The evidence I know of shows that it's under-diagnosed in girls.

Based on this previous post and my own experience working with individuals with autism, I agree.

Also, I think that one of the issues with prescribing traditional ADHD drugs like Adderall, Ritalin, amphetamines, etc. (and that etc. includes a huge spectrum of meds) is that they are not necessarily being prescribed for ADHD at all (in fact, all of the psychologists that I've worked with have noted that technically a kid shouldn't have a diagnosis of both autism and ADHD), but instead for symptoms of autism. Since no one really knows what is causing the symptoms, it's honestly kind of a trial and error procedure. Some kids respond really well to X drug, while another kid with autism shows no behavioral changes whatsoever with the same drug.

Autism is an emerging field. Doctors are trying different things (I'm not advocating randomly handing out drugs to see what they do, but the truth is no one knows what the best treatment will be). Parents are trying different things too. When I worked in homes as a consultant, not a day went by when I didn't get a request for or asked my opinion on some "new" treatment like music therapy, chelation, sensory integration therapy, "the diet", and many other techniques that people are trying, basically for lack of research and data on their effectiveness and abundance of anecdotal evidence from other parents or people in the field of autism. One I found particularly interesting: using marijuana to relieve some symptoms of autism. Although I am not a huge fan of these treatments that are often just given new names to market them, I can't say I wouldn't do the same thing if I had a child with autism.
posted by chela at 5:05 PM on September 24, 2010 [2 favorites]


My dad sent me this article last week (and I considered doing my first FPP on it!) becuase my brother has autism. And I think the important message that the general public should get from this article is that CHILDREN WITH AUTISM GROW UP TO BE ADULTS WITH AUTISM! I get so frustrated when the focus of the disorder is solely on children rather than people.

My brother lived at home until after my father remarried after my mother's death. I think in a lot of ways, her death forced him (and my dad) to let him be a more independent person. My brother will be 50 this year. He worked for 15 years as a janitor at a vet clinic, but for the past five years (after vet's office was bought out by a national chain) he has worked in a supportive workshop. He's happy with this, although he could be fine in another job as well. My brother drives himself to work across the Dumbarton Bridge (in Bay Area rush hour traffic!) to work every day. He buys his own groceries and pays his own (thankfully subsidized!) rent. He flys across country to go on vacation. He drives all over California for vacation. Sure, he gets help from a life skills coach and my dad because there are people who will take advantage of him (asshole car repair shops for example.)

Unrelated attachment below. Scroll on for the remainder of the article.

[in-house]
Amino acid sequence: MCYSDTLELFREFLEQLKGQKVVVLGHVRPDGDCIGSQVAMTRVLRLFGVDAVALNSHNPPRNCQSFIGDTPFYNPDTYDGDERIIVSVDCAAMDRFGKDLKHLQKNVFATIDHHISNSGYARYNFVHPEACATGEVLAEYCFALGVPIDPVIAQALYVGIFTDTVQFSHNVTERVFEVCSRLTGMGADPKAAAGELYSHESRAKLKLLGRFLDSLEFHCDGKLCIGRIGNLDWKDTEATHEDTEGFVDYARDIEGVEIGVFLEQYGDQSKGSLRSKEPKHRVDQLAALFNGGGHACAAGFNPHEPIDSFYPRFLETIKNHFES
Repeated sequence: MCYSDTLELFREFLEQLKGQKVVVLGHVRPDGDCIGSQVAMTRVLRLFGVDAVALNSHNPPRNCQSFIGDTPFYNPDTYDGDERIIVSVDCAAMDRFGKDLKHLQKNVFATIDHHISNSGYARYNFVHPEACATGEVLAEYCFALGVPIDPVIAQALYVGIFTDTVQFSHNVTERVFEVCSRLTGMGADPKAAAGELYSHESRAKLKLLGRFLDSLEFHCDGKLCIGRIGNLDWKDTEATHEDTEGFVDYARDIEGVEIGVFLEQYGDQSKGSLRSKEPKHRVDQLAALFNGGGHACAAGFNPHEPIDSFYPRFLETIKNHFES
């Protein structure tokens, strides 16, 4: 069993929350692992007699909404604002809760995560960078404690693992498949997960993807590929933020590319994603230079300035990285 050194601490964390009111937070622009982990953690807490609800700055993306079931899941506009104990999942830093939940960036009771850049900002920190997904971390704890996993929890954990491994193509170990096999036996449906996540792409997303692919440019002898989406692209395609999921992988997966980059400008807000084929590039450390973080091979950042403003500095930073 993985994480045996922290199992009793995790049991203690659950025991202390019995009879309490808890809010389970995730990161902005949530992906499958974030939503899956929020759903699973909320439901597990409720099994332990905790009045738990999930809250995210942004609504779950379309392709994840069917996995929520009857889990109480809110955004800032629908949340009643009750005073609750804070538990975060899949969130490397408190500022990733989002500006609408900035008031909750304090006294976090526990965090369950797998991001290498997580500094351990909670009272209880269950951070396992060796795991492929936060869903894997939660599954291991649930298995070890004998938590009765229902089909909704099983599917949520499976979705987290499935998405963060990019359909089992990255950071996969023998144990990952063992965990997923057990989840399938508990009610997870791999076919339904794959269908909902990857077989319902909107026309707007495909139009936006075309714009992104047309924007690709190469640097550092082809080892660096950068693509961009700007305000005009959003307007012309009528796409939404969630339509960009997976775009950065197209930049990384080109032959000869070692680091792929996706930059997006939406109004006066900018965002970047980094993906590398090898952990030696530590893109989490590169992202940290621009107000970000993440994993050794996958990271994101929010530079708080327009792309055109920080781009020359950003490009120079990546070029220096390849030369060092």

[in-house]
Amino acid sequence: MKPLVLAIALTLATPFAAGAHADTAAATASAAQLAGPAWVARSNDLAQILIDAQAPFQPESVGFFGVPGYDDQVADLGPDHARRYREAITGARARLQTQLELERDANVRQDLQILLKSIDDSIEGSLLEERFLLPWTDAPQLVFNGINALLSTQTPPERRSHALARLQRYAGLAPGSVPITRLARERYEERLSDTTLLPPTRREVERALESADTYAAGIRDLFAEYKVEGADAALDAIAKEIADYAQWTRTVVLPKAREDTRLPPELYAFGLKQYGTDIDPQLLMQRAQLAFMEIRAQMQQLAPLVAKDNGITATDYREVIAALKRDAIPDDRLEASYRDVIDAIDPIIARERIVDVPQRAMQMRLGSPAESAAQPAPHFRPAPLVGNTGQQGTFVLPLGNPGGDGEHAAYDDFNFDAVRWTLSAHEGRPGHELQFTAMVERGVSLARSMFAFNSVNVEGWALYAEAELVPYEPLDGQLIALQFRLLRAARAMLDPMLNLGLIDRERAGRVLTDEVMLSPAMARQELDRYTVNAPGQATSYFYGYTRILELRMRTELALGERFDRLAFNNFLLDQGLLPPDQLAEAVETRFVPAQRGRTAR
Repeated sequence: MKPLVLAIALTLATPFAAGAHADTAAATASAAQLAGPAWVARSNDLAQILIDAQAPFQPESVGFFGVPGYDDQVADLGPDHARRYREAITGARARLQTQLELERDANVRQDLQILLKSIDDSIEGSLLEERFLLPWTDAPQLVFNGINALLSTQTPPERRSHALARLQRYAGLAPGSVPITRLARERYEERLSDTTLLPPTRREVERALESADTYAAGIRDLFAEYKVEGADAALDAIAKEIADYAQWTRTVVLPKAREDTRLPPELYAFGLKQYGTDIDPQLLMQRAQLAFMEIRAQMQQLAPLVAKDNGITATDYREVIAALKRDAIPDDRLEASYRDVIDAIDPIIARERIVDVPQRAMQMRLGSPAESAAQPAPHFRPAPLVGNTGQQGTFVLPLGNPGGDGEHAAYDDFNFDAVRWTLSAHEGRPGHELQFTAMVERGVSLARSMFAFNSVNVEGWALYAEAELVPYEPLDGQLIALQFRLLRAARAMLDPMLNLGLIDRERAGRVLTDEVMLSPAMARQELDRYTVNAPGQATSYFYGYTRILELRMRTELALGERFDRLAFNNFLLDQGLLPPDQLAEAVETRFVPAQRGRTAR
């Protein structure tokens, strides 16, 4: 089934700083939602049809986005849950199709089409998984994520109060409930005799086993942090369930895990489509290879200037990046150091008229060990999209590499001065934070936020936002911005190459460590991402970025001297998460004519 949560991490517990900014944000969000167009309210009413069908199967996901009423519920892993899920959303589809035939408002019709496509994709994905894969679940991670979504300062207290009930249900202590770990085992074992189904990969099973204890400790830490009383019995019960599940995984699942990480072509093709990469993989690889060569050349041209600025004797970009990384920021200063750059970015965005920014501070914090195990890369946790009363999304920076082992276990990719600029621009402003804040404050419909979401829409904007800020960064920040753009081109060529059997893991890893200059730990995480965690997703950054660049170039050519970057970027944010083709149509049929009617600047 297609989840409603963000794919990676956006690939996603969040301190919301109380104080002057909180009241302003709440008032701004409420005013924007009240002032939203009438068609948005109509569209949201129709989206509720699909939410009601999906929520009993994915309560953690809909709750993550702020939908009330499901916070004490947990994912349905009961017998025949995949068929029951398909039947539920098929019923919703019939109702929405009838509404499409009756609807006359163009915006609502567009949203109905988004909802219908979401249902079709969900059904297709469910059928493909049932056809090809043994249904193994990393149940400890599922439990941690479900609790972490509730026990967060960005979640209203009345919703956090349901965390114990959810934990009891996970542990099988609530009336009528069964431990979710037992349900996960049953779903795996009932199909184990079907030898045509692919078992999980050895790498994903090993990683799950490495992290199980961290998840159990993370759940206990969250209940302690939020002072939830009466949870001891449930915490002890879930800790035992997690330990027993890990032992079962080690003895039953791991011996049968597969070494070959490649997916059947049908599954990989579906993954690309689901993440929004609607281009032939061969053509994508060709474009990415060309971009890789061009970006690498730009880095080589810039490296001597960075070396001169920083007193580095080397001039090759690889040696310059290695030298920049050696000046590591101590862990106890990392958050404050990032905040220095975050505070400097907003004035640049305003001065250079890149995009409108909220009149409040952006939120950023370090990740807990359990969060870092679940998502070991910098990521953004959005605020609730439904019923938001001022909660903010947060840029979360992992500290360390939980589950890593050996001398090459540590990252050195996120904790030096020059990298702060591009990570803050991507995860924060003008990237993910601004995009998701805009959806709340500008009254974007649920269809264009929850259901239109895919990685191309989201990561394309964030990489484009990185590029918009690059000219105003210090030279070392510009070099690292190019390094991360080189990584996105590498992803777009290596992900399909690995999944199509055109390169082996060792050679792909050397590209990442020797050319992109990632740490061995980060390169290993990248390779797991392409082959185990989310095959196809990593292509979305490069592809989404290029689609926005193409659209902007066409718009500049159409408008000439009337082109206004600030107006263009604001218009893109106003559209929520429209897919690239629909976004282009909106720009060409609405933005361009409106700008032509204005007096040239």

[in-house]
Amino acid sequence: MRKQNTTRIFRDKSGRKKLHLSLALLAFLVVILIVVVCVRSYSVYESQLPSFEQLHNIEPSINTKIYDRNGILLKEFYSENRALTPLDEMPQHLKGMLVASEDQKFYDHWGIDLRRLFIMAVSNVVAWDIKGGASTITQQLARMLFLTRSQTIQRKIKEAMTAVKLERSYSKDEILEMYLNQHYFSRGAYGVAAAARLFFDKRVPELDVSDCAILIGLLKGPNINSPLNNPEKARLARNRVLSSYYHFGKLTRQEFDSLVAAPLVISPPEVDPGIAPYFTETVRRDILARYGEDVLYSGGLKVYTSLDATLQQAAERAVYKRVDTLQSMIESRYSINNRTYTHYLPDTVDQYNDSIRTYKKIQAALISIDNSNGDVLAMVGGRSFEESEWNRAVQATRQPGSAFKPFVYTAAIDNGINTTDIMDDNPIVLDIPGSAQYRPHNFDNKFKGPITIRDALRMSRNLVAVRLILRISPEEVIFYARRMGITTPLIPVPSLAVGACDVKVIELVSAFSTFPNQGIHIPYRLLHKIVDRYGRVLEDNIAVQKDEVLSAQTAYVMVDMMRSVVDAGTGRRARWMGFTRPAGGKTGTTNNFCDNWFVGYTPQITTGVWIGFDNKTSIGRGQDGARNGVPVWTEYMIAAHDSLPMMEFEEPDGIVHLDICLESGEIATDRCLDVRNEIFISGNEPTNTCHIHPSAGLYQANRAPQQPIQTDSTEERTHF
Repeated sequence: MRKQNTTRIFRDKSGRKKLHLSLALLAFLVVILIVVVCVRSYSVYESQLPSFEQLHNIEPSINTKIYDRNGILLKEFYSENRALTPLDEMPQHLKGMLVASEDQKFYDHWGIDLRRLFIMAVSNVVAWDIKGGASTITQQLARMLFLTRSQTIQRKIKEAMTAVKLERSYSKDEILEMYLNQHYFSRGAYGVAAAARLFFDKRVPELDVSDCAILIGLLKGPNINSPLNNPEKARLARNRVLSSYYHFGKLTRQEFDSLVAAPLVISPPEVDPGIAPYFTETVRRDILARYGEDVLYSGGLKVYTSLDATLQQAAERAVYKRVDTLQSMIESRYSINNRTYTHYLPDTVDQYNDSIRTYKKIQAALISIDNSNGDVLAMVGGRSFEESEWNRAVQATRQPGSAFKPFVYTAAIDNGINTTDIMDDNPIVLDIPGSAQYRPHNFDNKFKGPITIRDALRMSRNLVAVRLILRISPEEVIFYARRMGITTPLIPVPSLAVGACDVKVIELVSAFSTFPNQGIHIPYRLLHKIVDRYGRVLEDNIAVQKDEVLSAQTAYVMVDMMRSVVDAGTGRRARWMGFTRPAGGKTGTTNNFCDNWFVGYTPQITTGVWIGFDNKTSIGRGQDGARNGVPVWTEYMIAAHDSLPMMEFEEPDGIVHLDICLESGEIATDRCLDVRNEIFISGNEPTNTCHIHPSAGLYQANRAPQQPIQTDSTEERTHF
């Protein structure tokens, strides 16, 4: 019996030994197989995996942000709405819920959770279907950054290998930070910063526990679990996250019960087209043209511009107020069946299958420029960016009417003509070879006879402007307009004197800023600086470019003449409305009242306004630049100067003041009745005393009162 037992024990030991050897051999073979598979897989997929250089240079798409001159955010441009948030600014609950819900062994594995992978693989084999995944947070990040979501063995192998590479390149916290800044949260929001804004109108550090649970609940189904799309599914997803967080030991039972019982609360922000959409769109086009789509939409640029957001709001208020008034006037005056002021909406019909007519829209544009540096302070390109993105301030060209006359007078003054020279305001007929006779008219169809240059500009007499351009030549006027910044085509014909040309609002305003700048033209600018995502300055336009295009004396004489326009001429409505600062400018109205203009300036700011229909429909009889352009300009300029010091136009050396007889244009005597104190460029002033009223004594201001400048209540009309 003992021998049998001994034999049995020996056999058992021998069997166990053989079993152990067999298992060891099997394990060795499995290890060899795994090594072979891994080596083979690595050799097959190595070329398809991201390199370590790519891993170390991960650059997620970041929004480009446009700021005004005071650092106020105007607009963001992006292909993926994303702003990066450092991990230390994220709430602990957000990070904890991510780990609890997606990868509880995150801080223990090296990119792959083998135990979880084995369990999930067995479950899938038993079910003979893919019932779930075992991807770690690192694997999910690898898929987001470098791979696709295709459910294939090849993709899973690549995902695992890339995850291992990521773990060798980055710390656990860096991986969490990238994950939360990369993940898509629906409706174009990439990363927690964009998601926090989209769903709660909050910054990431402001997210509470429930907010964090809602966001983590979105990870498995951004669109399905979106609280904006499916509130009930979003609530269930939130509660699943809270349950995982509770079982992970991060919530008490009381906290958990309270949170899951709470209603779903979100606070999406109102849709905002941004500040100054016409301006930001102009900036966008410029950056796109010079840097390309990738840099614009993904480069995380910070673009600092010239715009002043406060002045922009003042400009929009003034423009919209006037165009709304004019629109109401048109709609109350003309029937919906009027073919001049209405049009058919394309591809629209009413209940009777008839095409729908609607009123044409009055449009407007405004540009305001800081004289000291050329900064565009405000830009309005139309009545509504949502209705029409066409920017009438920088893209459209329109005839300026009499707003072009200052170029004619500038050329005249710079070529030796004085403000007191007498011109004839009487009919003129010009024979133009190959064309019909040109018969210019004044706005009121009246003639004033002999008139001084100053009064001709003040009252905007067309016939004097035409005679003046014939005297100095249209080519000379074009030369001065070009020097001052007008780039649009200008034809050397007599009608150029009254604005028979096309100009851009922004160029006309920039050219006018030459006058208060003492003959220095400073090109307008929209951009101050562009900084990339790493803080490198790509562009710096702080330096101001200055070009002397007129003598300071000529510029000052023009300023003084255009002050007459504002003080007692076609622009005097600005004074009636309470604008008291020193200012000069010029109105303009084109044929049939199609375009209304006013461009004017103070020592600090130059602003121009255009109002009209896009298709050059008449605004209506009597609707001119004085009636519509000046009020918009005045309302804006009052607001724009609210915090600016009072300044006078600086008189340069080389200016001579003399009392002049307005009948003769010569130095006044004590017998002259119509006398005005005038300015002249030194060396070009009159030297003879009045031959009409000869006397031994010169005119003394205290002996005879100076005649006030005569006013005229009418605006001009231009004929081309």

So, like jabberjaw I urge to read the article becuase it is not about autism, it's about Donald, a person with autism.
posted by vespabelle at 5:10 PM on September 24, 2010 [13 favorites]


Everyone who has ever spent a significant amount of time with an autistic child has been told that that child doesn't need treatment, just [structure, discipline, organic food, freedom, understanding].

Or that autism is made up by big pharma or people who want to create zombie children (bonus points if they're saying this with a straight face while watching the child in question hit themselves in the head, rock back and forth, and recite lines from last night's episode of Nature)


Oh my good grief yes. Please let's not do that here. I get enough of it from my in-laws.
posted by Daily Alice at 6:26 PM on September 24, 2010


From the article:

Alternatively, we can dispense with the layers of sorrow, and interpret autism as but one more wrinkle in the fabric of humanity. Practically speaking, this does not mean pretending that adults with autism do not need help. But it does mean replacing pity toward them with ambition for them. The key to this view is a recognition that “they” are part of “us,” so that those who don’t have autism are actively rooting for those who do.

Wow. Beautiful. Sorry for participating in the derail, and thanks for posting.
posted by the young rope-rider at 7:08 PM on September 24, 2010 [2 favorites]


after watching the movie MOZART AND THE WHALE, i think the off syndromes apply also in this movie.
posted by tustinrick at 8:17 PM on September 24, 2010


it would be very cool if people could discuss autism without some cynic insisting that much of it is made up - it always seems like there's one person who's just got to express their disgust and skepticism about whether some people are actually autistic

as if it could possibly really matter to them - it's a cheap opinion, cheaply given and tiresome as hell

on medication - my daughter is currently taking risperidone for irritability associated with her autism - it seems to be working pretty well; she hasn't had the major blowups in school she was having 6 months ago
posted by pyramid termite at 8:45 PM on September 24, 2010 [1 favorite]